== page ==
Adam Curtis introduces All American
Glorious Dreams from the Schizoid Empire
America rose to power not just because of industrial might, or armies or its genius for engineering and invention - but because it possessed our minds. In the years after the Second World War, America told a complicated story about itself to the world.
What gave the story such power was that it had two sides to it. One was a dream of complete personal freedom - an endless, open landscape, and songs and films that took you into that boundless world. A world into which British people escaped in their minds - a true liberation in a declining country still dominated by class and snobbery.
But the other story was dark and frightening. It said that America used its power to ruthlessly exploit the world while pretending that it was good. It was an alternative, hidden universe full of conspiracies, assassinations, drug-running, phone-tapping and paranoia. And the nameless people behind it were the men who were really in charge. Not democracy.
America's genius was to allow both stories to flourish - for whichever story you chose to believe immediately locked you into that world of dreams. It was the true confidence of power, because America allowed journalists and film makers complete freedom to fly in to the country and then go pretty much where they wanted - and tell one or other of the stories.
And that is just what the BBC did - from the late 1950s onwards. During that time the films it made swung back and forth between the optimistic dream and the pessimistic version. Over the last ten years the focus has tended towards the dark and pessimistic, except for the brief moment of President Obama's election. So BBC Four has decided to balance that with a season that celebrates America - along with a collection of programmes from the archives available to watch online.
But collectively the films also tell a story about Britain. About how liberal film documentary film makers in Britain turned to America, and its culture, for solace as their own political world moved away from them - towards the right. They used America to try and recapture some kind of grandeur for their own lost dreams.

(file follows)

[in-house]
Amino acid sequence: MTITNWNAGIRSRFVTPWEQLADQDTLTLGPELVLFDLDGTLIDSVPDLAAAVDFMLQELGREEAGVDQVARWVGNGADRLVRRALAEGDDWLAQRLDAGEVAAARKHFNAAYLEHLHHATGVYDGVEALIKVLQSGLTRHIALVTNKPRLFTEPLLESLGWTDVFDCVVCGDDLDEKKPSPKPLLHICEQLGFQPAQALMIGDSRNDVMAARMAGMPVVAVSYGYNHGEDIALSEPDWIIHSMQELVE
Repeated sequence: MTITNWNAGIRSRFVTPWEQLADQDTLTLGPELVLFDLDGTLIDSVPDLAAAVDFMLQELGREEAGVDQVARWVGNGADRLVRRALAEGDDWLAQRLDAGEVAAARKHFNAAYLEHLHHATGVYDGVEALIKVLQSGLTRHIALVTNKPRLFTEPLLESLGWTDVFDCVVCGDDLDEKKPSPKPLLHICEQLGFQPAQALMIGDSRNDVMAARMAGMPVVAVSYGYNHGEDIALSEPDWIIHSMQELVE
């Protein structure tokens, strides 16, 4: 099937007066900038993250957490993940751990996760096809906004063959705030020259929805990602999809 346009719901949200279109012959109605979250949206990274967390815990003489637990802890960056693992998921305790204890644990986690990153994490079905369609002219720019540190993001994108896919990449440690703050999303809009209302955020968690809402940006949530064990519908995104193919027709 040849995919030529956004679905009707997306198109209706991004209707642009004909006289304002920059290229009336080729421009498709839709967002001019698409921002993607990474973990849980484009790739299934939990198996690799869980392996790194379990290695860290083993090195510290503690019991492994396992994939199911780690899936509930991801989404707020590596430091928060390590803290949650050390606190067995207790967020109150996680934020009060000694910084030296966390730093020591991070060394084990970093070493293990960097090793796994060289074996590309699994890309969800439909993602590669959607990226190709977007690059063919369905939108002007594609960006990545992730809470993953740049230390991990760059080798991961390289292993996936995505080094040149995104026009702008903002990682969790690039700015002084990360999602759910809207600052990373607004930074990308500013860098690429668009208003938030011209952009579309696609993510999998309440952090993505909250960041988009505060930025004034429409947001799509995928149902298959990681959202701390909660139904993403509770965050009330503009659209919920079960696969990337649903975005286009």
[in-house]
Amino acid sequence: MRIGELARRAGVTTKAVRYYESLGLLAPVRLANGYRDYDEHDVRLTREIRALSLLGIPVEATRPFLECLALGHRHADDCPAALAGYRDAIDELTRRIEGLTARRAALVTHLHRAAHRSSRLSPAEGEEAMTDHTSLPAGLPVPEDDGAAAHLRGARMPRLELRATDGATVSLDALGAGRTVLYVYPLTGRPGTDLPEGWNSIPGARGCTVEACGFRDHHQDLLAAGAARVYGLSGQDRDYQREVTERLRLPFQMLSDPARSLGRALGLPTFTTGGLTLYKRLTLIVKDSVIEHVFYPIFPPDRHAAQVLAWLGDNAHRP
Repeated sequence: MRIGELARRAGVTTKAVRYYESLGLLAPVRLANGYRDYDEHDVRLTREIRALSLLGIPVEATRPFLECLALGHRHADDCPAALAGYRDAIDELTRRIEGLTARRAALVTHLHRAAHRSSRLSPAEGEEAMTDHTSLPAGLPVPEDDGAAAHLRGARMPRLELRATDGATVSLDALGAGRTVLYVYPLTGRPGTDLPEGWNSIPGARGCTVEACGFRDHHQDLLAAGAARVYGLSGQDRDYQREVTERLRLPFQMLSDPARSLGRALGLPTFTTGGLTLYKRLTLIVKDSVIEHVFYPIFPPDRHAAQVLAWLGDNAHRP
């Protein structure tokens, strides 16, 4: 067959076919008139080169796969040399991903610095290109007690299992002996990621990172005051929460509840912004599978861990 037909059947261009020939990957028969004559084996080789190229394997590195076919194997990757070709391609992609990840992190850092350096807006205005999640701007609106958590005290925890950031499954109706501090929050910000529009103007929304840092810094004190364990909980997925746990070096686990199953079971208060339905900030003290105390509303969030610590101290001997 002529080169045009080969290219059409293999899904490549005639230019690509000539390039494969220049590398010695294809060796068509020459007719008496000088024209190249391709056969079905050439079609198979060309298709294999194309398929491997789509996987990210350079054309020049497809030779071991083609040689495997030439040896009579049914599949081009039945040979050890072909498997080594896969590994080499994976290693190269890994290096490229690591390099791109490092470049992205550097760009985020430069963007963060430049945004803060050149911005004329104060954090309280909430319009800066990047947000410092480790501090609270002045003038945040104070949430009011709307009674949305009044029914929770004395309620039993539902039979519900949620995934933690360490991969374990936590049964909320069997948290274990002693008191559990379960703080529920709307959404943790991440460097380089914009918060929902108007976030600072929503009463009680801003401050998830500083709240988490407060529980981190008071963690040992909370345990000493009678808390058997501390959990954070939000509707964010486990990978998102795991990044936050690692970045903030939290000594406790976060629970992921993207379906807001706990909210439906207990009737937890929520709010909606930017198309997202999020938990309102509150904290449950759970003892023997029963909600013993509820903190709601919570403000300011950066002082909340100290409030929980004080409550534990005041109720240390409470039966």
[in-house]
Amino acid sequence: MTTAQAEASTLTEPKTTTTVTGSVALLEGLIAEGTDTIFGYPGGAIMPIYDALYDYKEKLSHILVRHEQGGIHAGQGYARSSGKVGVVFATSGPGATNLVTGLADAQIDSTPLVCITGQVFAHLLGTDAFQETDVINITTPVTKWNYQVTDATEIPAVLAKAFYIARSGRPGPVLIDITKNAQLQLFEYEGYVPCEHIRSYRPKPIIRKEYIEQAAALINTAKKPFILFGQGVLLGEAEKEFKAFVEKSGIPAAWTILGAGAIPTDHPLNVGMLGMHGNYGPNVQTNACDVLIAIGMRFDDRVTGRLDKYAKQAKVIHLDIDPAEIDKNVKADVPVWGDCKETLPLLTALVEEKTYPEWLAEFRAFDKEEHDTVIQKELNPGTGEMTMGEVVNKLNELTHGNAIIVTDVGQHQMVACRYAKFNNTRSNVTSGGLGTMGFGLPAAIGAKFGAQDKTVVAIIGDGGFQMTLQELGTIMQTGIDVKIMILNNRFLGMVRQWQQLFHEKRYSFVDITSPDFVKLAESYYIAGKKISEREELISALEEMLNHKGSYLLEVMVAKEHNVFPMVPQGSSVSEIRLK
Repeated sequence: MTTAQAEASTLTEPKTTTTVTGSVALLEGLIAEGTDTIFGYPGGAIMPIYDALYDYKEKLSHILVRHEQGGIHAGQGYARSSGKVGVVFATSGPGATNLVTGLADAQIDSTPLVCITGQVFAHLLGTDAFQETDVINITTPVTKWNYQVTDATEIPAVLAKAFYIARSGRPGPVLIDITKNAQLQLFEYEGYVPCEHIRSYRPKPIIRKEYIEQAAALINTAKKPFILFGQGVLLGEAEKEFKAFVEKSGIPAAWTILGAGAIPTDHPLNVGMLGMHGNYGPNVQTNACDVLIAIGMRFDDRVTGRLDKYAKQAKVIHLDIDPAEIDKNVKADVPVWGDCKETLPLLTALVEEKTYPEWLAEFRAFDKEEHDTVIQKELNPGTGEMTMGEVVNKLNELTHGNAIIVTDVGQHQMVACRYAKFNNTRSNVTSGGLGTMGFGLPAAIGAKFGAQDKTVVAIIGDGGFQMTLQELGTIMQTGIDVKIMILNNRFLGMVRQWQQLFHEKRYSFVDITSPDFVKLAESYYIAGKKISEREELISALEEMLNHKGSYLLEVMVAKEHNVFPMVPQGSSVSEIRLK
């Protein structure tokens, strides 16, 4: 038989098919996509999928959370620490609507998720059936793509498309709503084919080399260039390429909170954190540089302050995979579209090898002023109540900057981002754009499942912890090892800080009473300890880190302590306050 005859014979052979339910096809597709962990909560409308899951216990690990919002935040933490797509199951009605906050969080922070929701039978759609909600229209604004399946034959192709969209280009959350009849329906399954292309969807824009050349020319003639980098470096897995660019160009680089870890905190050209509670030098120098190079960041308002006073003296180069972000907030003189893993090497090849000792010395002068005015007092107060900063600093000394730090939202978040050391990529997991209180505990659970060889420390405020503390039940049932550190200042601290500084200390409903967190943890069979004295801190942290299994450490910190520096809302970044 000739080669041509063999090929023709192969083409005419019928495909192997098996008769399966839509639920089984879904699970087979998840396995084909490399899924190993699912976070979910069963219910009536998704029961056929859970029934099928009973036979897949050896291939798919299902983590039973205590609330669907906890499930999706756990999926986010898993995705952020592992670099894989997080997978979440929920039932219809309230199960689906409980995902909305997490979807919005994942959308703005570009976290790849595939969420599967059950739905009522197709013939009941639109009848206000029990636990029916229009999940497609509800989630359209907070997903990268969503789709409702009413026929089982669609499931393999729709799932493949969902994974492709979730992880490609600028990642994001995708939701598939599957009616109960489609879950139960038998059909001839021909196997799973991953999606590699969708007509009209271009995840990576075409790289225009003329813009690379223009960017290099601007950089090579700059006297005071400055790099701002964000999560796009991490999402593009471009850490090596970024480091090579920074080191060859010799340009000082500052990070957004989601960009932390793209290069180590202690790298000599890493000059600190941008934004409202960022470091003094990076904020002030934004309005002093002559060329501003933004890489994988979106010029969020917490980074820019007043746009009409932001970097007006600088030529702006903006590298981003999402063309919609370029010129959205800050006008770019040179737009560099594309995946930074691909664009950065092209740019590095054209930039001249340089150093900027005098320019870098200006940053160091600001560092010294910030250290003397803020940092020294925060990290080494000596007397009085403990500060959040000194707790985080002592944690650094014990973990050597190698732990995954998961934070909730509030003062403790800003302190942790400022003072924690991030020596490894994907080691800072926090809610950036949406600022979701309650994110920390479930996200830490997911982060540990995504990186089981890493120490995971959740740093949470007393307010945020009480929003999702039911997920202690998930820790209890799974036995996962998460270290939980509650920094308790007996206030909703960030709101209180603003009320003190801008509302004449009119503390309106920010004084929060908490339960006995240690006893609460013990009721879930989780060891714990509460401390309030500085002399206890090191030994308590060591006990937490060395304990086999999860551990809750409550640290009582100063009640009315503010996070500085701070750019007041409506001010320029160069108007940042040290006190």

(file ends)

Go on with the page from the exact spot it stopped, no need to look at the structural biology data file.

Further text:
The collection begins with a group of films made in the 1960s. They range from a wonderfulPanorama that goes to California, in 1966, to predict what the world of 2000 will be like - to a Face To Face interview with Martin Luther King at the height of the civil rights movement, and a brilliant report by Alan Whicker about the Kentucky Derby - which the civil rights movement are planning to disrupt.
What all these films from the '60s capture in different ways is the incredible optimism for change. Only ten years later those dreams had turned to a pessimism and a suspicion of politics and power in Washington. America became a land of paranoia and corruption - epitomised in the figure of President Nixon.
But not all documentaries looked at America like that in the '70s. As politics went hurtling off towards the right in Britain as well, many documentary film makers in the BBC turned away from making films about politics and turned instead to make films about art and culture.
It is one of the great social shifts of the past 40 years that hasn't been fully recognised yet. As progressive politics failed in Britain, large chunks of the middle class gave up defining themselves through their political allegiances, and began instead to define their identity through which films, or bands, or type of art they liked. Central to this was a new belief - popular culture should be taken seriously. And the one place you could do that in an epic way was the country that had created mass popular culture. America. In the collection are a number of films that show how American popular culture was reworked by British documentary makers to give an epic foundation to this new aesthetic sensibility.